Pictured: The eye-opening design for a mini city in the sky in Toronto


It’s not quite on a par with Cloud City in Star Wars – but the designs for a new mini city in the sky in Toronto are eye-opening nevertheless.

Renderings have been released showing a proposed downtown community in the city comprising nine new towers linked by bridges that contain housing units, gardens and recreational facilities.

The project is called Orca Toronto, and if it gets the go-ahead, will also be impressive down below, with a multi-tiered public park featuring open lawns, playgrounds, walking trails and bike paths interwoven around the base of the towers.

The Orca Toronto project would comprise nine new towers linked by bridges that contain housing, gardens and recreational facilities

Orca Toronto would incorporate a public park featuring open lawns, playgrounds, walking trails and bike paths

Orca Toronto would incorporate a public park featuring open lawns, playgrounds, walking trails and bike paths

Shops, restaurants, and cafes would be directly connected with the park’s outdoor areas on several levels, with access provided by ramps, escalators and elevators.

The entire development would be built on top of the 100-metre-wide railway lines just west of the CN Tower that lead to Union Station.

This means, said Safdie Architects, the firm behind the Orca Toronto design, that the downtown area would be reconnected to the city’s waterfront.

The entire development would be built on top of the 100-metre-wide railway lines just west of the CN Tower that lead to Union Station

The entire development would be built on top of the 100-metre-wide railway lines just west of the CN Tower that lead to Union Station

The firm’s founder, Moshe Safdie, said: ‘As the city has expanded westward, the railway lands have increasingly become a brutal barrier between the King West Community and the growing waterfront district.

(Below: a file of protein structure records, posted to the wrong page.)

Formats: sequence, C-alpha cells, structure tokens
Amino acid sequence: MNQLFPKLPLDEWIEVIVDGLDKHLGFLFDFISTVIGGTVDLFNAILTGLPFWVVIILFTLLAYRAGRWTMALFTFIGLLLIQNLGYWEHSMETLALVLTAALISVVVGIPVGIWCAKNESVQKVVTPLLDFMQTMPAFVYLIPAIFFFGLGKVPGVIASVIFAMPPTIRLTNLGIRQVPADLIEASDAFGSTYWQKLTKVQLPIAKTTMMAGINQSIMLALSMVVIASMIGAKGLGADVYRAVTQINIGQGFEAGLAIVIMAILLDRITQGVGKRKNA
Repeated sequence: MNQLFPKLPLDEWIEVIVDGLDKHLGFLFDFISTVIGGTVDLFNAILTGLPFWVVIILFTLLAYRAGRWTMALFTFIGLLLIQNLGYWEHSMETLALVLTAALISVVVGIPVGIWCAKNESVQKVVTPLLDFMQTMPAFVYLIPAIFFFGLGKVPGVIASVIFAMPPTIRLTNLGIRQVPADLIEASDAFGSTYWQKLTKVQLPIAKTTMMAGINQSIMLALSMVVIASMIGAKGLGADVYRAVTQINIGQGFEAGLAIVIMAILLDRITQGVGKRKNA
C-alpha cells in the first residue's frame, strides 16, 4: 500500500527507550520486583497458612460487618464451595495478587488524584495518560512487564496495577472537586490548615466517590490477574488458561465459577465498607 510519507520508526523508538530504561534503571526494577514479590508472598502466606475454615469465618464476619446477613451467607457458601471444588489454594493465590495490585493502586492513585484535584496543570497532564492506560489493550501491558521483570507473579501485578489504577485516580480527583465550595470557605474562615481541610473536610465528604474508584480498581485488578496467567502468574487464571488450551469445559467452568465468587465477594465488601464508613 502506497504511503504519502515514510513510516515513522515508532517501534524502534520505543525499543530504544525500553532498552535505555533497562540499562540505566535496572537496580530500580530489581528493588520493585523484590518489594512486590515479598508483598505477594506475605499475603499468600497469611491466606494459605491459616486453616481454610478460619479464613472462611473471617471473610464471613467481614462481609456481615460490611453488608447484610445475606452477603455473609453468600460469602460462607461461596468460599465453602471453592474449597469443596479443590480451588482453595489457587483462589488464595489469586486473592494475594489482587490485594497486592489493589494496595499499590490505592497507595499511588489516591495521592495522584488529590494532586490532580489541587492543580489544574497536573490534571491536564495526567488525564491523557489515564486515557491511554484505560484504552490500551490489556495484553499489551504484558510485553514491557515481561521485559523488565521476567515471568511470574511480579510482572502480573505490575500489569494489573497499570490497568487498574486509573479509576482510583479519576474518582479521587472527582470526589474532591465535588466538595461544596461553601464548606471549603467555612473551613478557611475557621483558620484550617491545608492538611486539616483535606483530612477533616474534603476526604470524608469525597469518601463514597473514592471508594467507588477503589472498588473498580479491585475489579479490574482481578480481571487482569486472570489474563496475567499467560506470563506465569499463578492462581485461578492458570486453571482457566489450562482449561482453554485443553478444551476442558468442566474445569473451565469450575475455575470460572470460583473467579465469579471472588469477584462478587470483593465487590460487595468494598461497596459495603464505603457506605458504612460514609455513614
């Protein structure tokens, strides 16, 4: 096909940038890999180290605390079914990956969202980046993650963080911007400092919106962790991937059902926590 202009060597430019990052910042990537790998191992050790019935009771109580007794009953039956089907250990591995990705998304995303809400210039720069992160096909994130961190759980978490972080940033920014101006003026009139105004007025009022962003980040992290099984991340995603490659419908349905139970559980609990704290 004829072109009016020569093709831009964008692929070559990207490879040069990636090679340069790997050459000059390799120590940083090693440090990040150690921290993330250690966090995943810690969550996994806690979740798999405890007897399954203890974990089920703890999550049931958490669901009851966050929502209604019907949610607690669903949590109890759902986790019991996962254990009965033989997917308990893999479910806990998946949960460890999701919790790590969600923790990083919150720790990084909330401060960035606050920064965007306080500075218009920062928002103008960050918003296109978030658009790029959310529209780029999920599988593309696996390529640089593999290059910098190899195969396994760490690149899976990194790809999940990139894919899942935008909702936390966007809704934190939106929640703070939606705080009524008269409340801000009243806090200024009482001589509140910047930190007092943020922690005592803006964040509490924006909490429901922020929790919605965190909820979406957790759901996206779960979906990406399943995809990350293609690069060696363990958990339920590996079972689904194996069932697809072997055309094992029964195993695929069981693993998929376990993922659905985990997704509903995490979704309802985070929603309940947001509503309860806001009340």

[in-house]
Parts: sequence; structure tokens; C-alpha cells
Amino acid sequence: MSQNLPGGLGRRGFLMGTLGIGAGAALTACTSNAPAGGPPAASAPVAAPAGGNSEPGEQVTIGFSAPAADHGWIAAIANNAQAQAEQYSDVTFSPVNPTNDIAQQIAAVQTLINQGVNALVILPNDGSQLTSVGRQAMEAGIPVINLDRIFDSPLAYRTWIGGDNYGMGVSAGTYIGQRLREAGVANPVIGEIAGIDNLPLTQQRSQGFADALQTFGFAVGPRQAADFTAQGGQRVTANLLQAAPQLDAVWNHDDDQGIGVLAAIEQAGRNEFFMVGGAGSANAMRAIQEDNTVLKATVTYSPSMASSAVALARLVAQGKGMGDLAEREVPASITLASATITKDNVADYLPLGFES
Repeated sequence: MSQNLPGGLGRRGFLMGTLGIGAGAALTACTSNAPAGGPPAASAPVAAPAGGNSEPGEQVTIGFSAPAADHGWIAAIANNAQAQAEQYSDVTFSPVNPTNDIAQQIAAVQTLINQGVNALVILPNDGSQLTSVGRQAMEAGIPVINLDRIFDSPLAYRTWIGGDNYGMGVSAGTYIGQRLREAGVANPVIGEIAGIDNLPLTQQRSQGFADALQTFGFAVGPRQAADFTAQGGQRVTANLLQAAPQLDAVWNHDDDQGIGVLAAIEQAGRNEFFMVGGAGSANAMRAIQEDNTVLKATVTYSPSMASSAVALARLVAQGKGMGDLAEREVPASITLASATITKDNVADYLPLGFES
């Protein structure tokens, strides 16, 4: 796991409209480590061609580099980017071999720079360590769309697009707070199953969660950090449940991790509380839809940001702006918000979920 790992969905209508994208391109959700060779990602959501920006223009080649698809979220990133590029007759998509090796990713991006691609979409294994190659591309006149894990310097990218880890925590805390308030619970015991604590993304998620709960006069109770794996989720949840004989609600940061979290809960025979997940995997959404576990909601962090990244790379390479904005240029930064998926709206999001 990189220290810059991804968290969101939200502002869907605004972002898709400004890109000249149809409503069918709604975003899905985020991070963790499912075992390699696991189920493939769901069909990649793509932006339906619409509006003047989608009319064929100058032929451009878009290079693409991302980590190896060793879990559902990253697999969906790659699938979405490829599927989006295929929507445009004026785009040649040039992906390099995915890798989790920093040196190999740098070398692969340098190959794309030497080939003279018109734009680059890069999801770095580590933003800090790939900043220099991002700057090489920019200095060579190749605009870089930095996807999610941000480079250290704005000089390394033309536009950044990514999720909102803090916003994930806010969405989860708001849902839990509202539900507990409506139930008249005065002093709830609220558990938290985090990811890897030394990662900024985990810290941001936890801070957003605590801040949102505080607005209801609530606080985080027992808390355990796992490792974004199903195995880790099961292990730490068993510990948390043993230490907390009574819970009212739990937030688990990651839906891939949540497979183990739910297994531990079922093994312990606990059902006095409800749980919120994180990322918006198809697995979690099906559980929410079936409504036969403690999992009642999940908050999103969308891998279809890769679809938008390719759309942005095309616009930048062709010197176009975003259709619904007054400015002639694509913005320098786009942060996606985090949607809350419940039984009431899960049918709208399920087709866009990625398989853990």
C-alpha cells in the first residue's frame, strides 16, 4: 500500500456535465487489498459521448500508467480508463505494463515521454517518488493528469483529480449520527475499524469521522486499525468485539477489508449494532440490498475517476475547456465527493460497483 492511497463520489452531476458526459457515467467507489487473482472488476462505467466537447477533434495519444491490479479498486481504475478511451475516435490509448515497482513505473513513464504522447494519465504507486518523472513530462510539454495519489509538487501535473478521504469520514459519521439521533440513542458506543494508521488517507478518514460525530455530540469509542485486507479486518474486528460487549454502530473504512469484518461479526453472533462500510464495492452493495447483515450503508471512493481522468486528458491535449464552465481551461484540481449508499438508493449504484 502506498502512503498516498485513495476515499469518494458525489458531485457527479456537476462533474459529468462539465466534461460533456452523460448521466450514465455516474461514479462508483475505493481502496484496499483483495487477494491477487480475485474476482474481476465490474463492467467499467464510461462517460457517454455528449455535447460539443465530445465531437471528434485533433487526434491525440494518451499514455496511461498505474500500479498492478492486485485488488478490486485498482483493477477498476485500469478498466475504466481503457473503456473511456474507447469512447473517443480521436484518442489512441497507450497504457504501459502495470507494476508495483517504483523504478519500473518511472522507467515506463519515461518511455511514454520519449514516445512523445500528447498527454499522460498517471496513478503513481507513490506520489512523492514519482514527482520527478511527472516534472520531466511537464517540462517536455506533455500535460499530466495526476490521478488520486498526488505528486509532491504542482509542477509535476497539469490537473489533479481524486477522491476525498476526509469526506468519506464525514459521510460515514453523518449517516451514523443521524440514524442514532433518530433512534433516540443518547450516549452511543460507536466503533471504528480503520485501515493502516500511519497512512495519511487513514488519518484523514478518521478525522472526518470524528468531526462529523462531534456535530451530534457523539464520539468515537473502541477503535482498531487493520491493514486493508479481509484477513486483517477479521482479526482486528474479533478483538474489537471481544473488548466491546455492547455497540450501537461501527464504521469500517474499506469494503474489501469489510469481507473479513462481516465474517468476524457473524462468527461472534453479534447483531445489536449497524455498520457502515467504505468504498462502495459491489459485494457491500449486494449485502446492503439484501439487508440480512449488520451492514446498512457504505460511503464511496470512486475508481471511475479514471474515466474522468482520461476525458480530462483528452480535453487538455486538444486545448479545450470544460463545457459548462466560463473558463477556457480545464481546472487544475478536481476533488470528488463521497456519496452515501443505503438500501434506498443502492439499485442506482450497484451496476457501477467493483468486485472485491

‘Our design aspires to forge a reconnection in the community fabric by creating a lively park that is economically viable and promises a unique destination experience for Toronto.

‘As an isolated park is unlikely to generate the diversity of activity required to animate the neighborhood, our design integrates amenities for city life like shops, restaurants, and offices into the park itself, drawing in residents and visitors alike.’

The project incorporates nine towers in total, including a corner office tower and eight residential towers with approximately 3,000 units of housing.

Shops, restaurants, and cafes would be directly connected with the park's outdoor areas on several levels, with access provided by ramps, escalators and elevators

Shops, restaurants, and cafes would be directly connected with the park’s outdoor areas on several levels, with access provided by ramps, escalators and elevators

Sean Scensor, partner and lead architect on the project for Safdie Architects, said: 'This project is a study in balance and integration - between open space and density, landscape and building, private development and public interest'

Sean Scensor, partner and lead architect on the project for Safdie Architects, said: ‘This project is a study in balance and integration – between open space and density, landscape and building, private development and public interest’

Moshe Safdie said: 'As the city has expanded westward, the railway lands have increasingly become a brutal barrier between the King West Community and the growing waterfront district. Our design aspires to forge a reconnection in the community fabric by creating a lively park that is economically viable and promises a unique destination experience for Toronto'

Moshe Safdie said: ‘As the city has expanded westward, the railway lands have increasingly become a brutal barrier between the King West Community and the growing waterfront district. Our design aspires to forge a reconnection in the community fabric by creating a lively park that is economically viable and promises a unique destination experience for Toronto’

The linked residential towers, said Safdie Architects, ‘offer connection as well as shared indoor and outdoor amenities at multiple levels to encourage interaction among residents and foster a sense of community’.

And collectively, ‘the towers and the bridges between them frame dynamic views of Toronto’s skyline as one moves around the site’.

Sean Scensor, partner and lead architect on the project for Safdie Architects, added: ‘This project is a study in balance and integration – between open space and density, landscape and building, private development and public interest.

‘A great public park will only be realised by combining the resources of the public and private sector, not only to solve the challenge of decking over the active rail corridor, but also to ensure the park’s quality and maintenance into the future.’

The project – in partnership with Craft Development Corporation, Kingsmen Group, Fengate Asset Management and Arup Engineering – is under public review with the city of Toronto. 



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